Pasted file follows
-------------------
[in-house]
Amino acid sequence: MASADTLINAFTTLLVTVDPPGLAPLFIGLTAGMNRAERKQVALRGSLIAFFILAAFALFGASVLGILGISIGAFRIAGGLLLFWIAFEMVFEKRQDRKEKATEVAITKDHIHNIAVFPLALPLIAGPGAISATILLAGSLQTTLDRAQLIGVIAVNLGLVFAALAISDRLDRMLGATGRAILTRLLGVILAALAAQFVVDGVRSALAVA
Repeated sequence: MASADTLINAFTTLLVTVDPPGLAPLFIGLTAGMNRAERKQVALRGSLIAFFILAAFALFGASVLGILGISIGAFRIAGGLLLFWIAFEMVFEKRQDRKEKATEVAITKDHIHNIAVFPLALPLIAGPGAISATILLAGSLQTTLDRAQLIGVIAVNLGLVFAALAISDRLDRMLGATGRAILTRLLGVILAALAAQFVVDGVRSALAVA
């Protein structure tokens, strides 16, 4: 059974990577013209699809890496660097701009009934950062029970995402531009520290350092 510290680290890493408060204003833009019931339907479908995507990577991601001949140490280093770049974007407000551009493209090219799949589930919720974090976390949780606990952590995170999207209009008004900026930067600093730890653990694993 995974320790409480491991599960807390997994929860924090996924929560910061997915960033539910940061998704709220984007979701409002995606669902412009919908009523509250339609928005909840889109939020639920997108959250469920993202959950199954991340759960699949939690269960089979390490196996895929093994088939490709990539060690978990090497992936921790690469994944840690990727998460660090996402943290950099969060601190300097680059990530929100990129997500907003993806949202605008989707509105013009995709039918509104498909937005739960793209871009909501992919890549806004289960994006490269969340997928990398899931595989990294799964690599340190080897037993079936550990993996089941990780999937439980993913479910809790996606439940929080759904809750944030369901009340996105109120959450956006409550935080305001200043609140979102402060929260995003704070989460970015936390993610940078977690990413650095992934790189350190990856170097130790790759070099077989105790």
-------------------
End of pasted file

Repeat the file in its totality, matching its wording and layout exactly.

[in-house]
Amino acid sequence: MASADTLINAFTTLLVTVDPPGLAPLFIGLTAGMNRAERKQVALRGSLIAFFILAAFALFGASVLGILGISIGAFRIAGGLLLFWIAFEMVFEKRQDRKEKATEVAITKDHIHNIAVFPLALPLIAGPGAISATILLAGSLQTTLDRAQLIGVIAVNLGLVFAALAISDRLDRMLGATGRAILTRLLGVILAALAAQFVVDGVRSALAVA
Repeated sequence: MASADTLINAFTTLLVTVDPPGLAPLFIGLTAGMNRAERKQVALRGSLIAFFILAAFALFGASVLGILGISIGAFRIAGGLLLFWIAFEMVFEKRQDRKEKATEVAITKDHIHNIAVFPLALPLIAGPGAISATILLAGSLQTTLDRAQLIGVIAVNLGLVFAALAISDRLDRMLGATGRAILTRLLGVILAALAAQFVVDGVRSALAVA
């Protein structure tokens, strides 16, 4: 059974990577013209699809890496660097701009009934950062029970995402531009520290350092 510290680290890493408060204003833009019931339907479908995507990577991601001949140490280093770049974007407000551009493209090219799949589930919720974090976390949780606990952590995170999207209009008004900026930067600093730890653990694993 995974320790409480491991599960807390997994929860924090996924929560910061997915960033539910940061998704709220984007979701409002995606669902412009919908009523509250339609928005909840889109939020639920997108959250469920993202959950199954991340759960699949939690269960089979390490196996895929093994088939490709990539060690978990090497992936921790690469994944840690990727998460660090996402943290950099969060601190300097680059990530929100990129997500907003993806949202605008989707509105013009995709039918509104498909937005739960793209871009909501992919890549806004289960994006490269969340997928990398899931595989990294799964690599340190080897037993079936550990993996089941990780999937439980993913479910809790996606439940929080759904809750944030369901009340996105109120959450956006409550935080305001200043609140979102402060929260995003704070989460970015936390993610940078977690990413650095992934790189350190990856170097130790790759070099077989105790």